I’m sure I’ll have more to add to this list after the next six episodes. :-)

- – -

What’s your favorite thing this week?

- – -

c.b.w. 2014

Book Review: Look Up!

Standard

lookup-ccIn a fast-paced world that often makes us forget our humanity, we need to be reminded that life is more than work and paying the bills. Life is about breathing and soaking in the magic that comes with being alive. Jennifer A. Payne’s book, Look Up! Musings on the Nature of Mindfulness, offers both an exploration and reminder of how nature can save us from ourselves.

A simple walk through the woods is all it takes. Payne’s meditative journey begins on a wooded path surrounded by trees and with a question, “And how have I missed this before?” The wind through the trees and the crunch of leaves beneath her feet suddenly became the missing pieces she craved.

Look Up! is unique in that it combines quotations from the likes of Emily Dickinson and Henry David Thoreau with spiritual thinkers such as the Dalai Lama and Krishnamurti. In between lines of poetry and philosophical ponderings are Payne’s personal essays that explore her meditative journey to reconnect with nature and ultimately herself. Her candor and wit makes her personal journey relatable and universal to anyone who feels overwhelmed by the pressures of modern life.

Payne’s use of diverse perspectives serves as a reminder that meditation isn’t a one size fits all kind of thing. For some achieving total mental stillness is a possibility, but for others the mind never stops ticking. In one of her personal essays, Payne puts out the idea that a constantly ticking brain isn’t necessarily a bad thing in terms of meditation.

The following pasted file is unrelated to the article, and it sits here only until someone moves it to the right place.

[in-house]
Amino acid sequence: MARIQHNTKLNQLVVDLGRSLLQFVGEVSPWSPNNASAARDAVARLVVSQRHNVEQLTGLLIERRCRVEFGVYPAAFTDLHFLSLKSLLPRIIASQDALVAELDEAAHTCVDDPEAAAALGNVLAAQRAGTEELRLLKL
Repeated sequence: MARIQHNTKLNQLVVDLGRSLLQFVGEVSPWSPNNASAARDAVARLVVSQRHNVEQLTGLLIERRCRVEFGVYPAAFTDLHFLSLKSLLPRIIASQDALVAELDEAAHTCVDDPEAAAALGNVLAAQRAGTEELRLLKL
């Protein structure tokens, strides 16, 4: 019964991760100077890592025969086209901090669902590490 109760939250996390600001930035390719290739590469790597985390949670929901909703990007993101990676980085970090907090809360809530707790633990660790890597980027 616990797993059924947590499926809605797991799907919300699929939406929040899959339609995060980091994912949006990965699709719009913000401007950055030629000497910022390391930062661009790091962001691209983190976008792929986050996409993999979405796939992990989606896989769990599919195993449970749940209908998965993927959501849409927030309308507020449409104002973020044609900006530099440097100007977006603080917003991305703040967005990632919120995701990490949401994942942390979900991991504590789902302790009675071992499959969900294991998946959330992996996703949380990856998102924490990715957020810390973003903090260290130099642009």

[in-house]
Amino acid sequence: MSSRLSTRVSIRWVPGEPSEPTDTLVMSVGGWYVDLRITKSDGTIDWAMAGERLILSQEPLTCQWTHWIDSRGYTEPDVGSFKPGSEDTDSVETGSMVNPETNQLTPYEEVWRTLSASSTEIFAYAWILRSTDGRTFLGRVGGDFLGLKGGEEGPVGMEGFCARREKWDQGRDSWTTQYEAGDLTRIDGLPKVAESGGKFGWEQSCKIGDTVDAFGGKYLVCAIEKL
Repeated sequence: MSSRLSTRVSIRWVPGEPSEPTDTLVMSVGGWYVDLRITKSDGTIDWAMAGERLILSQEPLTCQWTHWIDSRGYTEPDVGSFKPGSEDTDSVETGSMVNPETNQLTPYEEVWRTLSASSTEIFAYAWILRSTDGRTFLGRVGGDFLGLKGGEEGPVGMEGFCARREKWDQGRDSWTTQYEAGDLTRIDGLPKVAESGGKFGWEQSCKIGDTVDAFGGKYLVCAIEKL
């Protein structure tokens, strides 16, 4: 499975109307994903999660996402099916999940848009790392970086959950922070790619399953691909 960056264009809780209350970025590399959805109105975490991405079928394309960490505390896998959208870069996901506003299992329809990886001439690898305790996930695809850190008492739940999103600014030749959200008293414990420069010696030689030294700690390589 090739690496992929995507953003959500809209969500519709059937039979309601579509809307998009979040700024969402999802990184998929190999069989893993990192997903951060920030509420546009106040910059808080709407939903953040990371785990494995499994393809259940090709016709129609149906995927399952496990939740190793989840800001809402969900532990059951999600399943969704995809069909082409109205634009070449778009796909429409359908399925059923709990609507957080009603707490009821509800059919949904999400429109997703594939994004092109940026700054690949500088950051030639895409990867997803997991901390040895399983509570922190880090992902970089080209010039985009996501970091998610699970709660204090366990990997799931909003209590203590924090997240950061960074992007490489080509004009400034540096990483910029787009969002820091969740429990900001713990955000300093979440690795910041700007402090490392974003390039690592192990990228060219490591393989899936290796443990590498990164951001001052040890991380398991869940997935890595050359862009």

Meditation is all about slowing down and redirecting all of our energy towards something that isn’t a to-do list. If we take the time to slow down and simply be, we might just learn something. Dragonflies and even a mushroom can carry a valuable lesson that is worth seeking and contemplating.

In addition to carefully selected quotations and essays, Look Up! includes beautiful photographs of Payne’s interactions with wildlife. Everything from raindrops on water to slithering snakes to autumn leaves elevates this little book into something very special. It truly invites the reader to take a personal journey. Whether it’s on an actual trail or vicariously through the pages, the meditative path is one worth pursuing.

I read Look Up! in three sittings, but I highly recommend treating it as a daily, weekly, or monthly devotional. It’s divided into months and seasons reminding us all that a journey takes time and patience.

- – -

Click on the image to purchase Look Up! Musings on the Nature of Mindfulness

Visit Jennifer A. Payne via her blog: Random Acts of Writing [+art]

- – -

c.b.w. 2014